Google Ventures: Your Design Team Needs A War Room. Here's How To Set One Up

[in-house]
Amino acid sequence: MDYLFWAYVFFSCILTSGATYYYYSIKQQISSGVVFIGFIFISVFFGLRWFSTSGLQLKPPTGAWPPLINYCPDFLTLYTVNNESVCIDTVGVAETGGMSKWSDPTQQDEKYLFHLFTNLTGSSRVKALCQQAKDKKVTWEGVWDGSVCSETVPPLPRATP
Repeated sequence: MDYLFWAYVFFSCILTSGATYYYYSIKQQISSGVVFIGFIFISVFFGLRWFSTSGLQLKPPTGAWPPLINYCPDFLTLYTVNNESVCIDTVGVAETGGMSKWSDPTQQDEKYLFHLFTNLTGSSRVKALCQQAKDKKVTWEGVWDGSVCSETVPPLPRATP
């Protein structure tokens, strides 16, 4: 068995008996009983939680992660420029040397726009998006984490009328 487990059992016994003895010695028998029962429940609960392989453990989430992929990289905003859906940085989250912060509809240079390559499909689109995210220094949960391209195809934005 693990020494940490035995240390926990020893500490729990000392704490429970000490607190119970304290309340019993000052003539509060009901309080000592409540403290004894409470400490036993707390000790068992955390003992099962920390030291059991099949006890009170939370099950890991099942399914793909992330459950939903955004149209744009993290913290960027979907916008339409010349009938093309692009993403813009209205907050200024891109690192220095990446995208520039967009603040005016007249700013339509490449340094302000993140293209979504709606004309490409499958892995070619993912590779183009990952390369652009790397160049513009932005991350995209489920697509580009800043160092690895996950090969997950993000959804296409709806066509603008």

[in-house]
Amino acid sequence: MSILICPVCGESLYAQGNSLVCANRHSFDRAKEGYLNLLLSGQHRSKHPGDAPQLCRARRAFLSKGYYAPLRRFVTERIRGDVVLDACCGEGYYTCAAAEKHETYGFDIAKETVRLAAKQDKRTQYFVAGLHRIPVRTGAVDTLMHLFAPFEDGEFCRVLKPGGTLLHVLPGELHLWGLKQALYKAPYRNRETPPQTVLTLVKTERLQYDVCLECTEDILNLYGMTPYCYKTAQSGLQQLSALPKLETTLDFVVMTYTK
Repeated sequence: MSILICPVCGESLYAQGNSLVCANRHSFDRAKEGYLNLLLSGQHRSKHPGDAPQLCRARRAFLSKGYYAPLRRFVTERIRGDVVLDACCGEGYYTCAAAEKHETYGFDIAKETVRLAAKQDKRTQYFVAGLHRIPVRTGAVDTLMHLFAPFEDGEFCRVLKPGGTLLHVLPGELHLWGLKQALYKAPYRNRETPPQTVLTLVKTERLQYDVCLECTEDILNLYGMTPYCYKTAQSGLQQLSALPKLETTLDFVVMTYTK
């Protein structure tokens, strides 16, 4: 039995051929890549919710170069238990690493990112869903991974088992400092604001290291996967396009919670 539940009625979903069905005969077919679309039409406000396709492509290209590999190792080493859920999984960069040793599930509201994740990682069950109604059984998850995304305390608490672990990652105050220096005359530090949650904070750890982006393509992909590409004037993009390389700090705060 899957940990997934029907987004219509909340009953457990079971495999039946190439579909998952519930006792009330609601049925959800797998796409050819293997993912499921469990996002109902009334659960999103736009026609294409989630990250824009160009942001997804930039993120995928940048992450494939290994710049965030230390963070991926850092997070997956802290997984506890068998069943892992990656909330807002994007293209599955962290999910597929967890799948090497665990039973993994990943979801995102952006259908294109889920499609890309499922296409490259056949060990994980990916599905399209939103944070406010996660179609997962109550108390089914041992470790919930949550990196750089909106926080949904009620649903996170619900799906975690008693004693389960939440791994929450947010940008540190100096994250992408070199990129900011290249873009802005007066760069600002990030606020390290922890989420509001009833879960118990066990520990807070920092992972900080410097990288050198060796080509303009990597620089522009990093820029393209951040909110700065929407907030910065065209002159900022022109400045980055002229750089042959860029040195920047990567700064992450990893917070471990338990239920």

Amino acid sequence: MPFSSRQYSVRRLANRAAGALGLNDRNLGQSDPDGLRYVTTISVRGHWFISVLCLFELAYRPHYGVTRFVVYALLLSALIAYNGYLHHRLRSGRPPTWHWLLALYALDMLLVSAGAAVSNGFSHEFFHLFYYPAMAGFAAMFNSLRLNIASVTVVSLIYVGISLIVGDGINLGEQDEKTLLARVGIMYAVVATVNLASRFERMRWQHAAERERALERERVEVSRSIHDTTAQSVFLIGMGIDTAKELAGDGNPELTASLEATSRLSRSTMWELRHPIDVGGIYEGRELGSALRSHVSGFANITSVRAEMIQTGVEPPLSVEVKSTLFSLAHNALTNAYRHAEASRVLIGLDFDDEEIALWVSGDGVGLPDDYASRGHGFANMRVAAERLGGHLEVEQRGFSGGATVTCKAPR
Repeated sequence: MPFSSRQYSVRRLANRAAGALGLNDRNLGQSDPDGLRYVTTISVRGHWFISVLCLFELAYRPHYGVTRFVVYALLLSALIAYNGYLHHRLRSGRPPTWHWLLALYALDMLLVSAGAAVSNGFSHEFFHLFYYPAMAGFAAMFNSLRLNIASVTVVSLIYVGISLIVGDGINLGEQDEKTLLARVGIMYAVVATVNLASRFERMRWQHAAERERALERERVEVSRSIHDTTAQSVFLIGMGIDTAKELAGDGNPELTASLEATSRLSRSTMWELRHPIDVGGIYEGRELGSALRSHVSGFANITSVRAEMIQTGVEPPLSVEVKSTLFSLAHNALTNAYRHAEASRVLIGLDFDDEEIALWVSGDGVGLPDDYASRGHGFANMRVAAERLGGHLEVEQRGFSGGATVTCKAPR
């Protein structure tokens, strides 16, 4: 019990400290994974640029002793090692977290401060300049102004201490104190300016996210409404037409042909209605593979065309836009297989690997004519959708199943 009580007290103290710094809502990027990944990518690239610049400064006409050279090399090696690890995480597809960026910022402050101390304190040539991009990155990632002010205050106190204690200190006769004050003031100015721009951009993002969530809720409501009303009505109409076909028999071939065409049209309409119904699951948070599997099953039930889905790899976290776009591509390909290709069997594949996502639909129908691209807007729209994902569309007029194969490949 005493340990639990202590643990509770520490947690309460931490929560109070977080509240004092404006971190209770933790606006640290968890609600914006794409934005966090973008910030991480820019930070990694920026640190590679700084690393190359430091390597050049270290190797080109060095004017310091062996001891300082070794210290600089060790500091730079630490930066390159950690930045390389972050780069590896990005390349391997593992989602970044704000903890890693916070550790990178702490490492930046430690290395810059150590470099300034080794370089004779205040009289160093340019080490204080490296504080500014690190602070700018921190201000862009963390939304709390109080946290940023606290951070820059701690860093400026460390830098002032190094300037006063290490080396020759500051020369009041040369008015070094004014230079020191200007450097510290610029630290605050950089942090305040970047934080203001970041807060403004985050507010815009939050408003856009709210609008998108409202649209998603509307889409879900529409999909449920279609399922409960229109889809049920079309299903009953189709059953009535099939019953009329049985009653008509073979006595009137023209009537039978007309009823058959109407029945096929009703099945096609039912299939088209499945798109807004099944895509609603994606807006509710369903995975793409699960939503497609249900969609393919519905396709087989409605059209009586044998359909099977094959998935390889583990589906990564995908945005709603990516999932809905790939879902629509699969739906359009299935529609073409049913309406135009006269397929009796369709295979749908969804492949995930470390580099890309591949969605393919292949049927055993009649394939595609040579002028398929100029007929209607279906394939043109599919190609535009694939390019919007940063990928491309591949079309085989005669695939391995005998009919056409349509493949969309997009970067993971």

The web of pedestrian streets, narrow alleys, and picturesque canals in Venice have lured tourists to the Italian port city for hundreds of years. There's a near constant hum of activity as people gather in public squares, sit in outdoor cafes, marvel at the ornate architecture, and meander through the labyrinthine city. To Jan Gehl—a Danish architect, writer, and the most respected urbanist alive for his research on how urban design can improve quality of life and curb environmental problems—Venice epitomizes a city that engages all of our senses, and, in effect, becomes an environment tailored for a thriving public life scaled to the individual. It's the ultimate people-friendly city. Today, as urban populations swell—by 2050, 66% of the world's population will live in cities—that notion of "people-friendly" design matters more than ever, Gehl argues. "What we have to address now is making livable, healthy, safe, and sustainable cities," Gehl says. 1. 2. 3. 4. 5.
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